Part 12. Pattern 4. Virtual functions

Sometimes you may see errors there is nobody’s fault about but they are still errors. Imagine that a long-long time ago (for example, in Visual Studio 6.0) a project was developed that contained the class CSampleApp which was an derived of CWinApp. The base class had the function WinHelp. The derived overridden this function and performed all the necessary actions. It looked as shown in Figure 15.

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Figure 15 – Correct operable code created in Visual Studio 6.0

Then the project is ported to a later version of Visual Studio, where the prototype of the function WinHelp has changed. But nobody notices it because the types DWORD and DWORD_PTR coincide in the 16-bit mode and the program still works well (Figure 16).

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Figure 16 – Incorrect yet operable 32-bit code

The error waits to occur on a 64-bit system where the sizes of the types DWORD and DWORD_PTR differ (Figure 17). It turns out that the classes contain two DIFFERENT functions WinHelp in the 64-bit mode.Of course it is incorrect. Note that such traps may hide not only in MFC where some functions have different types of the arguments but in the code of your applications and third-party libraries as well.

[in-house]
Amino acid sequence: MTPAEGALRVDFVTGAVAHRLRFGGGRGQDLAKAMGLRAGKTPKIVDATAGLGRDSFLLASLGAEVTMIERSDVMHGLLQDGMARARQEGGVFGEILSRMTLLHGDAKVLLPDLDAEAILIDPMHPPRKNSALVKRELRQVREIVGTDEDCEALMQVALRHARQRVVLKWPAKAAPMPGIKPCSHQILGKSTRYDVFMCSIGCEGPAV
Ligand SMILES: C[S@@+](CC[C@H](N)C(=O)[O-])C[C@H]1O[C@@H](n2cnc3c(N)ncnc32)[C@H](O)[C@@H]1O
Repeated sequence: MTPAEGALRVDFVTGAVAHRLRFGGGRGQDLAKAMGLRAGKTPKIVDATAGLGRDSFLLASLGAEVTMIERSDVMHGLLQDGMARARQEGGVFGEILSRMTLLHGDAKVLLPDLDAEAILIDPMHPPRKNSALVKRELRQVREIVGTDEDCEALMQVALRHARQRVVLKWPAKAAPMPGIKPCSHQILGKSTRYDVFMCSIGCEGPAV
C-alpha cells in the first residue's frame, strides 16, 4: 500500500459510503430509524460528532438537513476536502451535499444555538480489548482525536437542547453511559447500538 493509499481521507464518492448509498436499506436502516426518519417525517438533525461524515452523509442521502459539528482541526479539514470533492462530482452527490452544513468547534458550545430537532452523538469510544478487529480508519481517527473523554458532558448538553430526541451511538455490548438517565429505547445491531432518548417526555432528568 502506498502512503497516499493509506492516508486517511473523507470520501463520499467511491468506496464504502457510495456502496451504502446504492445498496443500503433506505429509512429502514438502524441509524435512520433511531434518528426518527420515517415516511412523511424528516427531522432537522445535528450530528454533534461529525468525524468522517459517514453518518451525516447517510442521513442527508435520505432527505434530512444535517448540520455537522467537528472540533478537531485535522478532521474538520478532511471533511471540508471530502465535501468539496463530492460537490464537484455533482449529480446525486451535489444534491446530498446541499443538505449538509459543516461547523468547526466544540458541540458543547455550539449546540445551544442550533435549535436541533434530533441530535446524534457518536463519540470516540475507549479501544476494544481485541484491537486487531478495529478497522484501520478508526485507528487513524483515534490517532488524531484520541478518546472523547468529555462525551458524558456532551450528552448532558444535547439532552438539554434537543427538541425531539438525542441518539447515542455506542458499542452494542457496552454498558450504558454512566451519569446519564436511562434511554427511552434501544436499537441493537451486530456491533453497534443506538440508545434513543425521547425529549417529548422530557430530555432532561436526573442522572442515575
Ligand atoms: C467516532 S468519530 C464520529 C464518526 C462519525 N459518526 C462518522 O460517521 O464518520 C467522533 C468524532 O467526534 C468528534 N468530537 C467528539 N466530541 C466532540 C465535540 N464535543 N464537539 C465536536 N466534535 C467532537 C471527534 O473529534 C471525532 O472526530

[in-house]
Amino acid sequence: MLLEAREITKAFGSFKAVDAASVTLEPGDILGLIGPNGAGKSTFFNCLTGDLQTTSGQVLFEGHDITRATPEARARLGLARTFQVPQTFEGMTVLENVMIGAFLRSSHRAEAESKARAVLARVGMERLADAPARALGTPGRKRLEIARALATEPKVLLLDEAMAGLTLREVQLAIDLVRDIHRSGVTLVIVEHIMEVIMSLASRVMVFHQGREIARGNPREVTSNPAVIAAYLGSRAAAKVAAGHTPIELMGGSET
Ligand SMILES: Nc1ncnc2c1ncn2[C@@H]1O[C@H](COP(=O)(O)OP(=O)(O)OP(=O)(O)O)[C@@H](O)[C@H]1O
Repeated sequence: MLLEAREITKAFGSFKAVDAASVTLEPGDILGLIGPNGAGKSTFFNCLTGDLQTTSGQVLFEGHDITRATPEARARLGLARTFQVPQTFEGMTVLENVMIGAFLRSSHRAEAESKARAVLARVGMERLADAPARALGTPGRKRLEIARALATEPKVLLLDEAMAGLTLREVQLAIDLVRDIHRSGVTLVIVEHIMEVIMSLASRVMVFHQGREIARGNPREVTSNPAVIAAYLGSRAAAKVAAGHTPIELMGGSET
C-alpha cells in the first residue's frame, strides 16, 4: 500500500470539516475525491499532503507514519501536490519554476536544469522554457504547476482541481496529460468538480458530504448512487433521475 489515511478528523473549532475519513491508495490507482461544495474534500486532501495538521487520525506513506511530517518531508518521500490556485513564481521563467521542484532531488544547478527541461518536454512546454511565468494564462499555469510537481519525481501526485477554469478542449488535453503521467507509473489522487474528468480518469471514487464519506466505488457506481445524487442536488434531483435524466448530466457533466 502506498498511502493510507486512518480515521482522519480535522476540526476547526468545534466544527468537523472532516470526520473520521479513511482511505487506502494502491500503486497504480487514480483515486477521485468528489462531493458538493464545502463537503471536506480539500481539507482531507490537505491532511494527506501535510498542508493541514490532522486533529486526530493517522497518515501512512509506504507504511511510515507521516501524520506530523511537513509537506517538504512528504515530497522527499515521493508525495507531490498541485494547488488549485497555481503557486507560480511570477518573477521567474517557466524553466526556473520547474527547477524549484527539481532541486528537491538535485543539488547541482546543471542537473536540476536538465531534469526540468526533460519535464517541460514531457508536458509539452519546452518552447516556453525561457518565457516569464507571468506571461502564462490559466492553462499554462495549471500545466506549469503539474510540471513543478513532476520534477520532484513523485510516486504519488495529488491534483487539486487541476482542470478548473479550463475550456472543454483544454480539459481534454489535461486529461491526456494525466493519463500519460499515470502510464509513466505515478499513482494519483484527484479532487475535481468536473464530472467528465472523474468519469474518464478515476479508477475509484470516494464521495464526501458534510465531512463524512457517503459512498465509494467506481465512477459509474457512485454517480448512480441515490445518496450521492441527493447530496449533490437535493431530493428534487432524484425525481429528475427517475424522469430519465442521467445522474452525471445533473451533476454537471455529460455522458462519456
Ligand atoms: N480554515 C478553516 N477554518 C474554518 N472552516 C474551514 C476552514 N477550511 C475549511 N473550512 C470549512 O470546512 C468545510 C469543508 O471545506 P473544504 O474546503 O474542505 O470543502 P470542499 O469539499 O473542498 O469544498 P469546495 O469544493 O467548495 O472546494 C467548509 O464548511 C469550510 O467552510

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Figure 17 – The error occurs in the 64-bit code

Diagnostic

Errors related to virtual functions in 64-bit code can be detected by the static analyzer PVS-Studio. The analyzer will warn you about dangerous virtual functions with the diagnostic warning V301.

A virtual function is considered dangerous if:

  1. The function is defined in the base class and in the derived -class.
  2. The types of the functions’ arguments do not coincide but are equivalent on a 32-bit system (for example: unsigned, size_t) and are not equivalent on a 64-bit one.

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